Fleeing from Honor

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26 Apr 2007

A Lesson For the Children: Moshe had studied for many years until he had reached this glorious moment. And now, finally, he reached the end, and he was appointed rabbi of a small town. He was still young, and his heart was filled with emotion and pride about his new position. He was sure that the members of the community would consult with him about many questions, that they would stand up to show respect when he entered a room, that they would speak to him from a distance and with great respect, as befits a community rabbi.

But at the same time, Moshe knew that it was not right to have a desire for honor. As is well known, pride is one of the worst possible traits, which a man must avoid and completely remove from his heart. But what could he do, if his evil inclination would not give him any rest?

Moshe remembered the lesson of the sages: “If anybody flees from honor, the honor will pursue him.” He realized that if he would not show pride and would not demand to be honored, the people would pay him even more respect, because they would appreciate that he is so modest. In this way, honor could pursue him. If that is the case, Moshe said to himself, the situation is not bad at all. I will wait patiently, overcoming my desire for honor, and in the end, “I will have no choice” but to accept the respect of the people.

After making this decision, Moshe took it upon himself to reject any honor as much as possible. When he entered the synagogue, the people stood up to honor their new rabbi. But Moshe immediately waved them aside, and said, in a false voice: “You shouldn’t stand up. Really! Did you stand up for me? There is no need. Please sit down.” And the people sat.

After the prayers, one of the congregants came to ask him a question about halacha. He began respectfully, “Honorable rabbi…” But Moshe immediately cut him off and said: “There is no need for that, my friend. My name is Moshe! Just Moshe!” At affairs the new rabbi refused to sit at a table with prominent leaders of the community, and he said: “No, no. I do not want any of this special honor! My place is here, with the regular folks!”

The people of the town really appreciated the way the rabbi acted. At first, they tried to convince him to act like every other rabbi – to sit in a prominent place, to respond to respectful titles, and so on. But he refused to let them do this. However, in the end, most of the people did not like this exaggerated stubbornness. If the man was a rabbi, then he should at least accept his own worth. Why did he disparage himself so? Perhaps, they began to feel, he really is not such a learned man. (Is he really a Torah giant? After all, they said to themselves, he is such a young man.) Slowly, the attempts to show him respect stopped, and Moshe was treated the same as any other member of the community. Nobody stood up when he came near, he was given a seat in the middle of the synagogue, when he gave a sermon most of the people whispered among themselves, and fewer people came to ask him halachic questions.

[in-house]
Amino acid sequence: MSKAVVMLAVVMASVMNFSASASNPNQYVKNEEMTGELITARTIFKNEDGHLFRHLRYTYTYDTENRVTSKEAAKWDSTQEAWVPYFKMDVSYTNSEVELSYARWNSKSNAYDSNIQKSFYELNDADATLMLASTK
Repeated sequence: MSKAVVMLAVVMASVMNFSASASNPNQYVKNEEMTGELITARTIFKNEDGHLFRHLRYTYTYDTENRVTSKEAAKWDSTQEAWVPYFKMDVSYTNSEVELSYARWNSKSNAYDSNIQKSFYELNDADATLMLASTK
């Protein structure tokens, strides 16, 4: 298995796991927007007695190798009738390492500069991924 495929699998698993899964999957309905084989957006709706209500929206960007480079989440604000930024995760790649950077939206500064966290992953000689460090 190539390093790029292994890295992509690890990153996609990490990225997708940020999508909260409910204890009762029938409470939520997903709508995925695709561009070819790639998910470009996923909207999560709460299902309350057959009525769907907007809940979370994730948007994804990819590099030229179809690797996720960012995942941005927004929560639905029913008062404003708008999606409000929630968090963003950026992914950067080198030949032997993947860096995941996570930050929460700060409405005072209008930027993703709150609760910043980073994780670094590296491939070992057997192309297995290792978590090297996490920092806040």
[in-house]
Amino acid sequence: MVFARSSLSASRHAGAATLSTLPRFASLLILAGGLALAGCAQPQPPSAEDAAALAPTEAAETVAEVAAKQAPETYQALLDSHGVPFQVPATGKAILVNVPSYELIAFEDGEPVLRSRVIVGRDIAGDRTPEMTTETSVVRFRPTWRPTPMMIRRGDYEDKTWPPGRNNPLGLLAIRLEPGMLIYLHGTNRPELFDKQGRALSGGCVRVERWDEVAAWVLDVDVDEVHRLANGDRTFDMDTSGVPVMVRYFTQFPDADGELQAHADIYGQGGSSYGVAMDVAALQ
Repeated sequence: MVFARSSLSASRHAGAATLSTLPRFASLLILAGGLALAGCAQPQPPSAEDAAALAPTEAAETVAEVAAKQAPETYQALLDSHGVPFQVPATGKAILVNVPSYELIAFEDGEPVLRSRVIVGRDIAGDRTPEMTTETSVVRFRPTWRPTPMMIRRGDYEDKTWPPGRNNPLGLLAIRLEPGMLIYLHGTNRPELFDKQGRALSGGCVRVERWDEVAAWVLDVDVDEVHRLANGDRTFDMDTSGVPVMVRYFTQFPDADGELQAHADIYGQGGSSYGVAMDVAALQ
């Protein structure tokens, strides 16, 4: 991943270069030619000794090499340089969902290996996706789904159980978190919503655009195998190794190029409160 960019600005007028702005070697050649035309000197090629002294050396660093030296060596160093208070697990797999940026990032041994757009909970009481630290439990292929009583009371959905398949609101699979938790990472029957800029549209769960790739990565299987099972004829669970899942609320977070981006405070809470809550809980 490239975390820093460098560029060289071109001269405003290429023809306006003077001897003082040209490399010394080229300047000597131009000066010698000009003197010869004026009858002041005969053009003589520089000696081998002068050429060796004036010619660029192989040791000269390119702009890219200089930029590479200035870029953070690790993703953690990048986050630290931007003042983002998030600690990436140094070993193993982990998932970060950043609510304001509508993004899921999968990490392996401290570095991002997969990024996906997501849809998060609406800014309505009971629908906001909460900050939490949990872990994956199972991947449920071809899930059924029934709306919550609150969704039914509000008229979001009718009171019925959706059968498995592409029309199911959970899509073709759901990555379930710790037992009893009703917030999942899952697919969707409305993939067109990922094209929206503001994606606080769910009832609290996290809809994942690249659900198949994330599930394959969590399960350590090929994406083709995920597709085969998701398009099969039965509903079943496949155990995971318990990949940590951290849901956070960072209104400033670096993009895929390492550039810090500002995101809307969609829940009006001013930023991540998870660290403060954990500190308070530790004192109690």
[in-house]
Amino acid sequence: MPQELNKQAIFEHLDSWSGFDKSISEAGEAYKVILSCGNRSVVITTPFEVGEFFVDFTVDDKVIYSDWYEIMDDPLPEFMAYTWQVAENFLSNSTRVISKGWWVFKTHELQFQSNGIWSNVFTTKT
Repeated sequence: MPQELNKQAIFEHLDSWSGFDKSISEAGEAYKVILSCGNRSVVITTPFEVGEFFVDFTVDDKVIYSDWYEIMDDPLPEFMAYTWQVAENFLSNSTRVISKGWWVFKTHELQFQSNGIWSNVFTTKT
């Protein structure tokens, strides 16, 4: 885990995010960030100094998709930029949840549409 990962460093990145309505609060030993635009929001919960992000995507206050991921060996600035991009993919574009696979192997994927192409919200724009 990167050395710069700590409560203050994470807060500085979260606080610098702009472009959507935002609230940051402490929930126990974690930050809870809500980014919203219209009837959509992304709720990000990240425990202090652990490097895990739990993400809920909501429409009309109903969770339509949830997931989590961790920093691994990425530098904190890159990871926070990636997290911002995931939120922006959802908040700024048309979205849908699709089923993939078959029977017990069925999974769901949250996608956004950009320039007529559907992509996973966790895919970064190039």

Moshe saw what was happening and to be honest he was quite disappointed. He had expected a different reaction, but now he did not know what to do to regain the respect that he had lost. One day, he decided that he needed to consult with somebody, and he went to see his teacher, one of the true Torah giants of the day.

“Please advise me, my respected rabbi,” he began in a trembling voice. “All my life I have been careful to flee from special honor, why then doesn’t it pursue me?”

And the rabbi replied, “The honor acted just the way it should. It tried to pursue you. But it saw that all the time you were looking back, to see if it was there. It could not accept this. Every time you looked back to search for it, the honor went further away, until it disappeared completely…”

Reprinted with permission from Zomet Institute (www.zomet.org.il).

The words of this author reflect his/her own opinions and do not necessarily represent the official position of the Orthodox Union.